James Rosenquist, ‘Hole in the Center of the Clock’, 2007, Painting, Lithographie on white Somerset deckle-edged paper, 300 g/m2, Fondation Beyeler
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James Rosenquist

Hole in the Center of the Clock, 2007

Lithographie on white Somerset deckle-edged paper, 300 g/m2
42 9/10 × 27 2/5 in
108.9 × 69.7 cm
.
CHF 4,800
Location
Riehen
Certificate
Certificate of authenticity
This work includes a certificate of authenticity.
Have a question? Visit our help center.
Want to sell a work by this artist? Consign with Artsy.
Medium
Signature
Hand-signed by artist
Certificate of authenticity
Included
Frame
Not included
Series
Edition of 60 + 10 AP + 3 TP
James Rosenquist
American, 1933–2017
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Leading Pop artist James Rosenquist—who came to prominence among New York School figures like Roy Lichtenstein, Jasper Johns, Robert Rauschenberg, and Willem de Kooning—is well known for his large-scale, fragmented works that bring the visual language of commercial painting onto canvas (notably, from 1957-60, Rosenquist earned his living as a billboard painter). In his use of mass-produced goods and vernacular culture rendered in an anonymous style, Rosenquist's work recalls that of Andy Warhol, while his seemingly irrational, mysterious pictorial combinations owe a debt to Surrealism. His breakthrough work, the iconic F-111 (1965)—51 panels that total over 22 by 24 feet—juxtaposes an American fighter plane with a Firestone tire, garish orange tinned spaghetti, and a young girl under a hair dryer.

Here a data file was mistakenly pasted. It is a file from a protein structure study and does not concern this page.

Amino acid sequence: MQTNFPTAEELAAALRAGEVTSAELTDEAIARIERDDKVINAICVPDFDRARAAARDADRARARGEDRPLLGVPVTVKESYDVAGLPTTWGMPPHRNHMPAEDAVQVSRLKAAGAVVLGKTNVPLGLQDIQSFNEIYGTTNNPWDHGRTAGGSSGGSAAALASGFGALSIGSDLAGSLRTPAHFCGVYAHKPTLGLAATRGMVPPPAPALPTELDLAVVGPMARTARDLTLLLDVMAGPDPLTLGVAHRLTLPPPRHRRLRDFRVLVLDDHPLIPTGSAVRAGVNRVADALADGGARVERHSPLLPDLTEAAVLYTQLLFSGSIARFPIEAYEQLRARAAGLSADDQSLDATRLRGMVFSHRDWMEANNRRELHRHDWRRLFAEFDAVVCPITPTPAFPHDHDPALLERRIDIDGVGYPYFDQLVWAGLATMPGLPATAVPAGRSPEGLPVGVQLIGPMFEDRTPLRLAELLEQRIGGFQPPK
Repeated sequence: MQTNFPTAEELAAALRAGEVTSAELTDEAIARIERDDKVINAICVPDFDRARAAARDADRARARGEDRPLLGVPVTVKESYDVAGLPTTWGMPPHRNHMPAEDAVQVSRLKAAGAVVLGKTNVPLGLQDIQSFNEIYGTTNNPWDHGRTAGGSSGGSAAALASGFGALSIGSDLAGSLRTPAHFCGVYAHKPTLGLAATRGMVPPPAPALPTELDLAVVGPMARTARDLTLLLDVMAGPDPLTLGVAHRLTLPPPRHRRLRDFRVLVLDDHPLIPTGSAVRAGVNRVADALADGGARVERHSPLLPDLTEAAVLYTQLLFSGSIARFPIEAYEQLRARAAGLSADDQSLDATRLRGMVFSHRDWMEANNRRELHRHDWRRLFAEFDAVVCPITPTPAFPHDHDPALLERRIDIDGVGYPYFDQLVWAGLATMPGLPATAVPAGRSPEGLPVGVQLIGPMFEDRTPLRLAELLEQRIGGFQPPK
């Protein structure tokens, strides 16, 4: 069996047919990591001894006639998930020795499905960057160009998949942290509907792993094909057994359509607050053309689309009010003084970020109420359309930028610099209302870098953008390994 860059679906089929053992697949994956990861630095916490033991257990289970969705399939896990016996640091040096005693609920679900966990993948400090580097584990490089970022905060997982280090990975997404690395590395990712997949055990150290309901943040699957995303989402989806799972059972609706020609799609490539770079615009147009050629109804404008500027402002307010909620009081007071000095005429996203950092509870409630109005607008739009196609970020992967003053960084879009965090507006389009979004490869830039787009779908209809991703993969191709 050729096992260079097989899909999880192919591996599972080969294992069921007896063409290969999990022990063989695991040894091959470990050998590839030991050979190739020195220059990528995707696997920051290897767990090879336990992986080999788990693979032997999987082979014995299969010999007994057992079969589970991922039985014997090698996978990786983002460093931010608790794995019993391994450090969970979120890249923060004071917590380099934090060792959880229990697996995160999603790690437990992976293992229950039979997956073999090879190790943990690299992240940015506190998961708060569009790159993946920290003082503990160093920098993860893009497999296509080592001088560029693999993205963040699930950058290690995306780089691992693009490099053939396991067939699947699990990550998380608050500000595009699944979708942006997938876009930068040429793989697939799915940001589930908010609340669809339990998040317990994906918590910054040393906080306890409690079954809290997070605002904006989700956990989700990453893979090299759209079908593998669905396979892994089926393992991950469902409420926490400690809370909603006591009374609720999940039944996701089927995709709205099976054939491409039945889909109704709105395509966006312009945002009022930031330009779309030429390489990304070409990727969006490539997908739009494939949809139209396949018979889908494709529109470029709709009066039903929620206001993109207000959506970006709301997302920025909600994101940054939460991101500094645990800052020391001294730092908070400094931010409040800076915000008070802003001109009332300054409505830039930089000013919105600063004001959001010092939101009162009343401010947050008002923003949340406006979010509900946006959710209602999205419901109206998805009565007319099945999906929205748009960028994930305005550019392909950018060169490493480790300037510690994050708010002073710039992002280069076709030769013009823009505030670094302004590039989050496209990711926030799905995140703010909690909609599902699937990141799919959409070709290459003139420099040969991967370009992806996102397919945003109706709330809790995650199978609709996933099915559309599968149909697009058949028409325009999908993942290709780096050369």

James Rosenquist, ‘Hole in the Center of the Clock’, 2007, Painting, Lithographie on white Somerset deckle-edged paper, 300 g/m2, Fondation Beyeler
Save
Save
View
View in room
Share
Share
Medium
Signature
Hand-signed by artist
Certificate of authenticity
Included
Frame
Not included
Series
Edition of 60 + 10 AP + 3 TP
James Rosenquist
American, 1933–2017
Follow

Leading Pop artist James Rosenquist—who came to prominence among New York School figures like Roy Lichtenstein, Jasper Johns, Robert Rauschenberg, and Willem de Kooning—is well known for his large-scale, fragmented works that bring the visual language of commercial painting onto canvas (notably, from 1957-60, Rosenquist earned his living as a billboard painter). In his use of mass-produced goods and vernacular culture rendered in an anonymous style, Rosenquist's work recalls that of Andy Warhol, while his seemingly irrational, mysterious pictorial combinations owe a debt to Surrealism. His breakthrough work, the iconic F-111 (1965)—51 panels that total over 22 by 24 feet—juxtaposes an American fighter plane with a Firestone tire, garish orange tinned spaghetti, and a young girl under a hair dryer.

James Rosenquist

Hole in the Center of the Clock, 2007

Lithographie on white Somerset deckle-edged paper, 300 g/m2
42 9/10 × 27 2/5 in
108.9 × 69.7 cm
.
CHF 4,800
Location
Riehen
Certificate
Certificate of authenticity
This work includes a certificate of authenticity.
Have a question? Visit our help center.
Want to sell a work by this artist? Consign with Artsy.
Series by this artist
Other works by James Rosenquist
Other works from Fondation Beyeler
Related works